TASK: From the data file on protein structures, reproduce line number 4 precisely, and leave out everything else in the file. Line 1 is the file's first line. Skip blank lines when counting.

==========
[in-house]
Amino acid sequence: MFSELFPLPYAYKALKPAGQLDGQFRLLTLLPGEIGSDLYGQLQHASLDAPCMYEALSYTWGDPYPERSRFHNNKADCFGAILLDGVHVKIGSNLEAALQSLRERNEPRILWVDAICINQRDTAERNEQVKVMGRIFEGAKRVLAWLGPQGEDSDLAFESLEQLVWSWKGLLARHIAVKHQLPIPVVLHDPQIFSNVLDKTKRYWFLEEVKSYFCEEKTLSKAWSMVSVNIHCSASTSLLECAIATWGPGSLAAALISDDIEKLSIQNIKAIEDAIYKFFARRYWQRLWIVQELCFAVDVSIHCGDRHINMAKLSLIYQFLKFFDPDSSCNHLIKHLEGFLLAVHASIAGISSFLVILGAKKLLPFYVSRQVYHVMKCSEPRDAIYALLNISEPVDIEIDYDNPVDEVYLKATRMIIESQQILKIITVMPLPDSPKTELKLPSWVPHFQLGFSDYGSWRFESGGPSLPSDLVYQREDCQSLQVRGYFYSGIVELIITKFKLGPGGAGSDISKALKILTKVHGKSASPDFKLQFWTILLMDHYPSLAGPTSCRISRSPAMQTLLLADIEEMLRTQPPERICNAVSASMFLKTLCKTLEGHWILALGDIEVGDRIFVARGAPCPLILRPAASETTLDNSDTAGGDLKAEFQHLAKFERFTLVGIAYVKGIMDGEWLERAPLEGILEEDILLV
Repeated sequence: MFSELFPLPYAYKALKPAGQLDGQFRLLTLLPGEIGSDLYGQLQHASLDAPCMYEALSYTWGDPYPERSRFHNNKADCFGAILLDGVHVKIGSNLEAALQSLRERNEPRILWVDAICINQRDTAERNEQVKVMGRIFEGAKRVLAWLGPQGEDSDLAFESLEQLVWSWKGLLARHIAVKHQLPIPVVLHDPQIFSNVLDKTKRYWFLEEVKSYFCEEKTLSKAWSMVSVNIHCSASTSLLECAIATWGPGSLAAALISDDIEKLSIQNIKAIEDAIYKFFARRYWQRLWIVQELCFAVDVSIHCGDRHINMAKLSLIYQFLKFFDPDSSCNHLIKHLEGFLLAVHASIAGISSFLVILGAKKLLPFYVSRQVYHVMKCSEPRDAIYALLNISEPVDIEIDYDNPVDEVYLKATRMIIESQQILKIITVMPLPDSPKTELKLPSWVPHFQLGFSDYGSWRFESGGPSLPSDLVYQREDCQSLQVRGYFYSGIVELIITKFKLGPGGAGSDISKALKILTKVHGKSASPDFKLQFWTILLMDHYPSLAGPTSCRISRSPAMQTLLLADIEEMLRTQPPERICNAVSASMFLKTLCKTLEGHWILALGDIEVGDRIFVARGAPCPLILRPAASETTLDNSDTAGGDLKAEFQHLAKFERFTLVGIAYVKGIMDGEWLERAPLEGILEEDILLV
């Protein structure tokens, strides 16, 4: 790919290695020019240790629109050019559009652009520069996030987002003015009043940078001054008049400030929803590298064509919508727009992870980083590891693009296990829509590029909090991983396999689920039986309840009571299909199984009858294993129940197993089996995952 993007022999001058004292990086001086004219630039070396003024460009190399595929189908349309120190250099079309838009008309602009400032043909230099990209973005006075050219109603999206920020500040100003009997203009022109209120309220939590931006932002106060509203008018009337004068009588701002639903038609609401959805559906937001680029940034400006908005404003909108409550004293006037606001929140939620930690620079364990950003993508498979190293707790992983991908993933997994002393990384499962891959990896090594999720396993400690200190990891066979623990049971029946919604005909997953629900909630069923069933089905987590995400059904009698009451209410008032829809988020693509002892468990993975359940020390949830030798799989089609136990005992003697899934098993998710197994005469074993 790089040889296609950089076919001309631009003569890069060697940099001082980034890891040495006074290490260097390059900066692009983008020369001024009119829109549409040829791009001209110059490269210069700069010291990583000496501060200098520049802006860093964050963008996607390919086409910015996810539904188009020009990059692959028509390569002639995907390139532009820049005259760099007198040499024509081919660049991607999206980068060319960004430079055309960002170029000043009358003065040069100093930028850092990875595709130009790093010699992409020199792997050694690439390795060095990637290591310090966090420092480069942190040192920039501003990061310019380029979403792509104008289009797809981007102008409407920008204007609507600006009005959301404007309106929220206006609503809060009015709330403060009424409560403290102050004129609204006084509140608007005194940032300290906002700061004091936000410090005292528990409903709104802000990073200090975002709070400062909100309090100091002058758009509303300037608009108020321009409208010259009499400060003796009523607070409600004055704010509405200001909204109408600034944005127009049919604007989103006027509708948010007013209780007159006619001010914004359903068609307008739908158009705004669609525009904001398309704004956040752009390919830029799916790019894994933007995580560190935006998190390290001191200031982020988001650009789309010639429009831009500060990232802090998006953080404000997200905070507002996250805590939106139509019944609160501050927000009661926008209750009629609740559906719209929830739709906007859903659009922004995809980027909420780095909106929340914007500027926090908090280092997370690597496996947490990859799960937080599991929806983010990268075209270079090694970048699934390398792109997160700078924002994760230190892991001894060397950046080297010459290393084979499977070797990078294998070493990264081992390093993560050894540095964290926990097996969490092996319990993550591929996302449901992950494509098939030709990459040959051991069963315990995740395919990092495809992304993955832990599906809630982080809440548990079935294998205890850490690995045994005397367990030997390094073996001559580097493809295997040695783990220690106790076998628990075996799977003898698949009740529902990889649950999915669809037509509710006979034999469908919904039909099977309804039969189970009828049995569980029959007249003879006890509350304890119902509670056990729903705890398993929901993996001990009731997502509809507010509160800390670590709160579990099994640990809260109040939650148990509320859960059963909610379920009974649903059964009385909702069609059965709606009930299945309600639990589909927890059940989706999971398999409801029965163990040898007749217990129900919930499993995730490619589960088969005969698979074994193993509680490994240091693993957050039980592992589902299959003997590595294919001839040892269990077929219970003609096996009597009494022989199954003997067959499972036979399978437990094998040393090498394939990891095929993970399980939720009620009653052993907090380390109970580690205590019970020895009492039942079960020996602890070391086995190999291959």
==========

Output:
């Protein structure tokens, strides 16, 4: 790919290695020019240790629109050019559009652009520069996030987002003015009043940078001054008049400030929803590298064509919508727009992870980083590891693009296990829509590029909090991983396999689920039986309840009571299909199984009858294993129940197993089996995952 993007022999001058004292990086001086004219630039070396003024460009190399595929189908349309120190250099079309838009008309602009400032043909230099990209973005006075050219109603999206920020500040100003009997203009022109209120309220939590931006932002106060509203008018009337004068009588701002639903038609609401959805559906937001680029940034400006908005404003909108409550004293006037606001929140939620930690620079364990950003993508498979190293707790992983991908993933997994002393990384499962891959990896090594999720396993400690200190990891066979623990049971029946919604005909997953629900909630069923069933089905987590995400059904009698009451209410008032829809988020693509002892468990993975359940020390949830030798799989089609136990005992003697899934098993998710197994005469074993 790089040889296609950089076919001309631009003569890069060697940099001082980034890891040495006074290490260097390059900066692009983008020369001024009119829109549409040829791009001209110059490269210069700069010291990583000496501060200098520049802006860093964050963008996607390919086409910015996810539904188009020009990059692959028509390569002639995907390139532009820049005259760099007198040499024509081919660049991607999206980068060319960004430079055309960002170029000043009358003065040069100093930028850092990875595709130009790093010699992409020199792997050694690439390795060095990637290591310090966090420092480069942190040192920039501003990061310019380029979403792509104008289009797809981007102008409407920008204007609507600006009005959301404007309106929220206006609503809060009015709330403060009424409560403290102050004129609204006084509140608007005194940032300290906002700061004091936000410090005292528990409903709104802000990073200090975002709070400062909100309090100091002058758009509303300037608009108020321009409208010259009499400060003796009523607070409600004055704010509405200001909204109408600034944005127009049919604007989103006027509708948010007013209780007159006619001010914004359903068609307008739908158009705004669609525009904001398309704004956040752009390919830029799916790019894994933007995580560190935006998190390290001191200031982020988001650009789309010639429009831009500060990232802090998006953080404000997200905070507002996250805590939106139509019944609160501050927000009661926008209750009629609740559906719209929830739709906007859903659009922004995809980027909420780095909106929340914007500027926090908090280092997370690597496996947490990859799960937080599991929806983010990268075209270079090694970048699934390398792109997160700078924002994760230190892991001894060397950046080297010459290393084979499977070797990078294998070493990264081992390093993560050894540095964290926990097996969490092996319990993550591929996302449901992950494509098939030709990459040959051991069963315990995740395919990092495809992304993955832990599906809630982080809440548990079935294998205890850490690995045994005397367990030997390094073996001559580097493809295997040695783990220690106790076998628990075996799977003898698949009740529902990889649950999915669809037509509710006979034999469908919904039909099977309804039969189970009828049995569980029959007249003879006890509350304890119902509670056990729903705890398993929901993996001990009731997502509809507010509160800390670590709160579990099994640990809260109040939650148990509320859960059963909610379920009974649903059964009385909702069609059965709606009930299945309600639990589909927890059940989706999971398999409801029965163990040898007749217990129900919930499993995730490619589960088969005969698979074994193993509680490994240091693993957050039980592992589902299959003997590595294919001839040892269990077929219970003609096996009597009494022989199954003997067959499972036979399978437990094998040393090498394939990891095929993970399980939720009620009653052993907090380390109970580690205590019970020895009492039942079960020996602890070391086995190999291959």